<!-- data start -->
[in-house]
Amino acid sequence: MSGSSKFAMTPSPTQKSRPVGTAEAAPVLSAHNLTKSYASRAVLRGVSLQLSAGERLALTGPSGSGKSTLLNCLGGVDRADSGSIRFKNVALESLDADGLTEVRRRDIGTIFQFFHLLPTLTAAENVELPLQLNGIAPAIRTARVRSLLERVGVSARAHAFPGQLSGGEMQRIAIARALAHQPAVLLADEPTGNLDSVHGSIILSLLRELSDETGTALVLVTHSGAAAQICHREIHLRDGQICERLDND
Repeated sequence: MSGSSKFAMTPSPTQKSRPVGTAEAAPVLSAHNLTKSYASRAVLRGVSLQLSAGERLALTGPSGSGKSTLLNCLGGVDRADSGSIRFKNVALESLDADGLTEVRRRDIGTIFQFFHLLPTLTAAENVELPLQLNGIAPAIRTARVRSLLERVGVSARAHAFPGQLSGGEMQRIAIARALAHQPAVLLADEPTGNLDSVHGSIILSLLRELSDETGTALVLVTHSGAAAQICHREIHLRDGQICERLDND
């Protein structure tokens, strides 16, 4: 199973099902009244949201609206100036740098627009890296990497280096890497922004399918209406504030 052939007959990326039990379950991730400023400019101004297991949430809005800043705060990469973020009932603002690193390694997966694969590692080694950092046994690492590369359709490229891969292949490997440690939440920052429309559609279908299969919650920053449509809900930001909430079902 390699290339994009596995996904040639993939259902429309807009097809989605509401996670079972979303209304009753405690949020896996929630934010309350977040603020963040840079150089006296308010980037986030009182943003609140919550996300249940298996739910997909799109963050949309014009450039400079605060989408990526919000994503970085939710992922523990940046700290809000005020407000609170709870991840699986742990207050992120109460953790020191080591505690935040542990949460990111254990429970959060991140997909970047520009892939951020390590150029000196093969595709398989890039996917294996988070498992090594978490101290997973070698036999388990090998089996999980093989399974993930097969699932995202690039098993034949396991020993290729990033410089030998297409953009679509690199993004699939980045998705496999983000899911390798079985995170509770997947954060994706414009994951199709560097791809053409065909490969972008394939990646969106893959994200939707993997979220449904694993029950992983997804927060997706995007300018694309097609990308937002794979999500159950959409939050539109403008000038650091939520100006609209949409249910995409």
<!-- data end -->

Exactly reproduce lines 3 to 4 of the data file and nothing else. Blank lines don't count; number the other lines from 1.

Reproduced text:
Repeated sequence: MSGSSKFAMTPSPTQKSRPVGTAEAAPVLSAHNLTKSYASRAVLRGVSLQLSAGERLALTGPSGSGKSTLLNCLGGVDRADSGSIRFKNVALESLDADGLTEVRRRDIGTIFQFFHLLPTLTAAENVELPLQLNGIAPAIRTARVRSLLERVGVSARAHAFPGQLSGGEMQRIAIARALAHQPAVLLADEPTGNLDSVHGSIILSLLRELSDETGTALVLVTHSGAAAQICHREIHLRDGQICERLDND
């Protein structure tokens, strides 16, 4: 199973099902009244949201609206100036740098627009890296990497280096890497922004399918209406504030 052939007959990326039990379950991730400023400019101004297991949430809005800043705060990469973020009932603002690193390694997966694969590692080694950092046994690492590369359709490229891969292949490997440690939440920052429309559609279908299969919650920053449509809900930001909430079902 390699290339994009596995996904040639993939259902429309807009097809989605509401996670079972979303209304009753405690949020896996929630934010309350977040603020963040840079150089006296308010980037986030009182943003609140919550996300249940298996739910997909799109963050949309014009450039400079605060989408990526919000994503970085939710992922523990940046700290809000005020407000609170709870991840699986742990207050992120109460953790020191080591505690935040542990949460990111254990429970959060991140997909970047520009892939951020390590150029000196093969595709398989890039996917294996988070498992090594978490101290997973070698036999388990090998089996999980093989399974993930097969699932995202690039098993034949396991020993290729990033410089030998297409953009679509690199993004699939980045998705496999983000899911390798079985995170509770997947954060994706414009994951199709560097791809053409065909490969972008394939990646969106893959994200939707993997979220449904694993029950992983997804927060997706995007300018694309097609990308937002794979999500159950959409939050539109403008000038650091939520100006609209949409249910995409």